Love, Heartbreak

3 Types Of Toxic 'Friends' That Will Ultimately Destroy Your Marriage

Photo: getty
friendship boundaries in a marriage

One would think that, like money, education or job status, the more friends you have, the better. But when it comes to marriage or committed relationships, that ain’t necessarily so, especially when it comes to setting friendship boundaries in a marriage.

Friends are a source of companionship, sometimes solace, and frequently a great person to hang with for a good time. But being with a friend requires sharing of your thoughts and emotions, and sometimes in intimate ways. A good friend is able to maintain a platonic distance while still being fun and supportive.

RELATED: 12 Types Of Friends You Should've Broken Up With, Like, YESTERDAY

The moment a couple decides to date exclusively, it begins a process of excluding other people from the relationship. One obvious prohibition is against having sex with other people. But other “hands off” rules aren’t so clear.

When two people commit, they rarely open up a discussion of what it means to be “unfaithful.” Sometimes the kinds of social situations that seemed benign when you were single can actually be quite destructive to a monogamous relationship. There is no one solid definition of infidelity that applies to every situation; many things that people outside of marriage can do, even if they are not engaged in full-on infidelity.

Here are 3 kinds of people — people who are the same sex as your spouse — who you should be avoiding at all costs:

1. The “friend” who doesn’t acknowledge your significant other

Have you ever tried to mention your spouse to your friend, and whenever you do, your friend changes the subject? Have you noticed that your friend never asks how your life partner is doing?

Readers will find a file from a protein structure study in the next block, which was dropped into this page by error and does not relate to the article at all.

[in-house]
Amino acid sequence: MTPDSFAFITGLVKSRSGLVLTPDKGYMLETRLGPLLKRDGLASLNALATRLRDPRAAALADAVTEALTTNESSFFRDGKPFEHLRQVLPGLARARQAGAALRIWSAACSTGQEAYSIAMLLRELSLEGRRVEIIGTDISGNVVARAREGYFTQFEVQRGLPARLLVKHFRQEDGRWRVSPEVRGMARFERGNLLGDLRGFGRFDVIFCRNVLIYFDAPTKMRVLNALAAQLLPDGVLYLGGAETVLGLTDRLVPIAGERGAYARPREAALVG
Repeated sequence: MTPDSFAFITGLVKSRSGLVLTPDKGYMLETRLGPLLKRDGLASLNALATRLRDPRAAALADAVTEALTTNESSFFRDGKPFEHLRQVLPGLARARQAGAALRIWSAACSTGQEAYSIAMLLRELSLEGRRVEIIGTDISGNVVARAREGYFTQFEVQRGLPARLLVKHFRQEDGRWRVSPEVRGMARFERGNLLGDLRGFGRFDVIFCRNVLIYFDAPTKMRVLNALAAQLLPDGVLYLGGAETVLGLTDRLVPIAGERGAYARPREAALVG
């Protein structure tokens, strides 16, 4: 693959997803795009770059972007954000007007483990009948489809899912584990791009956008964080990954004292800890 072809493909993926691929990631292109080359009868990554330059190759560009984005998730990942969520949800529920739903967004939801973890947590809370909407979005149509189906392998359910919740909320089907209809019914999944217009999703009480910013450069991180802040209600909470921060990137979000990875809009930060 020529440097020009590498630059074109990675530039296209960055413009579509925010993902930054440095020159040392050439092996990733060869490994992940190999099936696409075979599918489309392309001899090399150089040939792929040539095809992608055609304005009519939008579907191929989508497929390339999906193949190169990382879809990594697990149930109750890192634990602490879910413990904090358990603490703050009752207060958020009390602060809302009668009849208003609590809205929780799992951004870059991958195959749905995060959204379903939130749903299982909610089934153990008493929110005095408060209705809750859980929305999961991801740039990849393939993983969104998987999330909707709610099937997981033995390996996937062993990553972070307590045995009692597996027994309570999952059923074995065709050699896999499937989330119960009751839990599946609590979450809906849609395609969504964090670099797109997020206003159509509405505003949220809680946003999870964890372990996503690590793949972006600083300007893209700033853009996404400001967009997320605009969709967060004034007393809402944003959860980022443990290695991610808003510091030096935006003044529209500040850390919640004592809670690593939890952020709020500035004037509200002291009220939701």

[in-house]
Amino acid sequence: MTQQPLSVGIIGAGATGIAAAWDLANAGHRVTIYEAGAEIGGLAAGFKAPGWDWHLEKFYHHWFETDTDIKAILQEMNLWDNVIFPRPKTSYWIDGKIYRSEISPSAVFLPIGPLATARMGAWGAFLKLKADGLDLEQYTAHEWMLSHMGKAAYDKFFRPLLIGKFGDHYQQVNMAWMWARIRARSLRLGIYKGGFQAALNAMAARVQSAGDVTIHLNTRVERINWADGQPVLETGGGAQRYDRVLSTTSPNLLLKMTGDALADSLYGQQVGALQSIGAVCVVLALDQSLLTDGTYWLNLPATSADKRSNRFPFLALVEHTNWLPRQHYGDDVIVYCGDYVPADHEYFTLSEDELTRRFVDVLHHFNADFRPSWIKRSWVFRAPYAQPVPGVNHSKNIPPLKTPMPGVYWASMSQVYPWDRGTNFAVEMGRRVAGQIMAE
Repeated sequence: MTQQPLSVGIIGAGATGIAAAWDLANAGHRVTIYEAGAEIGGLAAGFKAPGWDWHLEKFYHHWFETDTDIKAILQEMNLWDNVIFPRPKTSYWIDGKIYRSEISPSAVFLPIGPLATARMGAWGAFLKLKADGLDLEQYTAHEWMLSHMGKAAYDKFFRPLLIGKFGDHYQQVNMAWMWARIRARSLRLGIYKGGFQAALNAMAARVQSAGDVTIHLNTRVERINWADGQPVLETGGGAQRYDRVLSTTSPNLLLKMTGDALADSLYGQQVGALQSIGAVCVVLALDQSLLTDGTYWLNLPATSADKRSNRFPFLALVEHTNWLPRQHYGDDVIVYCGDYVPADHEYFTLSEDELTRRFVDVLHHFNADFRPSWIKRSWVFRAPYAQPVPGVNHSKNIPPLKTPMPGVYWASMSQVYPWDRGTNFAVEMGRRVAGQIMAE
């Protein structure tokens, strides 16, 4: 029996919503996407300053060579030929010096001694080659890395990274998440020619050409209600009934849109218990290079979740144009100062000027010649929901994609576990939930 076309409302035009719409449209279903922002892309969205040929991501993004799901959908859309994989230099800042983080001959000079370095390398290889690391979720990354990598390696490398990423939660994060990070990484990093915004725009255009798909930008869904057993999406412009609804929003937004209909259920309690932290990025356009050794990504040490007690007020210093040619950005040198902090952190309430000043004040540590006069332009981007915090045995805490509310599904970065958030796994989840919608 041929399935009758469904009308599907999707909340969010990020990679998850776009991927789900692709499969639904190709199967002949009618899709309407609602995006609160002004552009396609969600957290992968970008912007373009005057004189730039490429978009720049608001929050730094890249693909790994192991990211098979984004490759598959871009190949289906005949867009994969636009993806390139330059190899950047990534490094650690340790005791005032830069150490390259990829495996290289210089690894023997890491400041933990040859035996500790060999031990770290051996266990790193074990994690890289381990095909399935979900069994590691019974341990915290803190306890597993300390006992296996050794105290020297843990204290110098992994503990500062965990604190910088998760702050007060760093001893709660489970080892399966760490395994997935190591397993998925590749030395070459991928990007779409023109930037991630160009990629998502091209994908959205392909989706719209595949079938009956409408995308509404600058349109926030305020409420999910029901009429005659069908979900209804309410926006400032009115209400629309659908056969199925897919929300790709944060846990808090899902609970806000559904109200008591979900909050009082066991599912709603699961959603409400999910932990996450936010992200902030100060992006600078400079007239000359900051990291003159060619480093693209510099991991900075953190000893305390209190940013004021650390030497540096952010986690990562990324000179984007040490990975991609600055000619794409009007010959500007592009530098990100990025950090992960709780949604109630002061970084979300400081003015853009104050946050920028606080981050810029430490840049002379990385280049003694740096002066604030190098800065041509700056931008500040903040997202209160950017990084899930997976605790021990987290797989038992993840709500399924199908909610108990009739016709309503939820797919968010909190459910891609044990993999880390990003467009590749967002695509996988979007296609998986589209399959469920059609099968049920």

If you keep referencing your mate, and the other person keeps acting as if he or she doesn’t exist, that tells you this person doesn’t want your partner to exist. Why? Because the dude wants you for him or herself. That’s bad for your relationship. 

RELATED: 4 'Rules' For Your Husband's Friendships With Other Women

2. The “friend” who makes sexual comments and jokes

It’s not uncommon for sexually tinged words to be exchanged in conversation, particularly online or in texts. Everyone enjoys a flattering teases or comment about how attractive, sexy, or desirable he or she is. And maybe on a rare occasion, such words from a friend could lift your spirits.

But if a friend is continually addressing your sex appeal, even in subtle ways, then it’s time to question his or her motives and set friendship boundaries in a marriage. 

3. The “friend” who paws you

Some people are just more affectionate than others; they love to hug and kiss, even pat other on the butt every now and then. That might be fine for them but it isn’t fine for your relationship.

The next time you friend grabs at your butt, remind him or her that, while the love for your partner knows no bounds, there are definite boundaries for love of a friend. Good friends respect your physical and emotional connection to your significant other. These people foster a positive relationship between you and your partner; they don’t get in the way.

When it comes to individuals who don’t know how to stay within the limits of healthy friendships, the best course of action is to steer clear. Delete them from your lives; only add people to your list of friends if they value your relationship with your mate, rather than seek quantity of friends seek good quality friends.

Committed relationships require that you not abide by the saying, “You can never have too many friends,” but rather that you live by the wisdom of ancient Greek philosopher, Euripides: “One can judge a man by the company he keeps.”

RELATED: 8 Signs Of A Toxic Friendship (That Goes WAY Beyond Hurt Feelings)

Scott Haltzman, M.D., is board certified in Psychiatry and is a Distinguished Fellow of the American Psychiatric Association. He has appeared on the Today Show, 20/20, Good Morning America, Rachael Ray and in TIME Magazine, as well as others.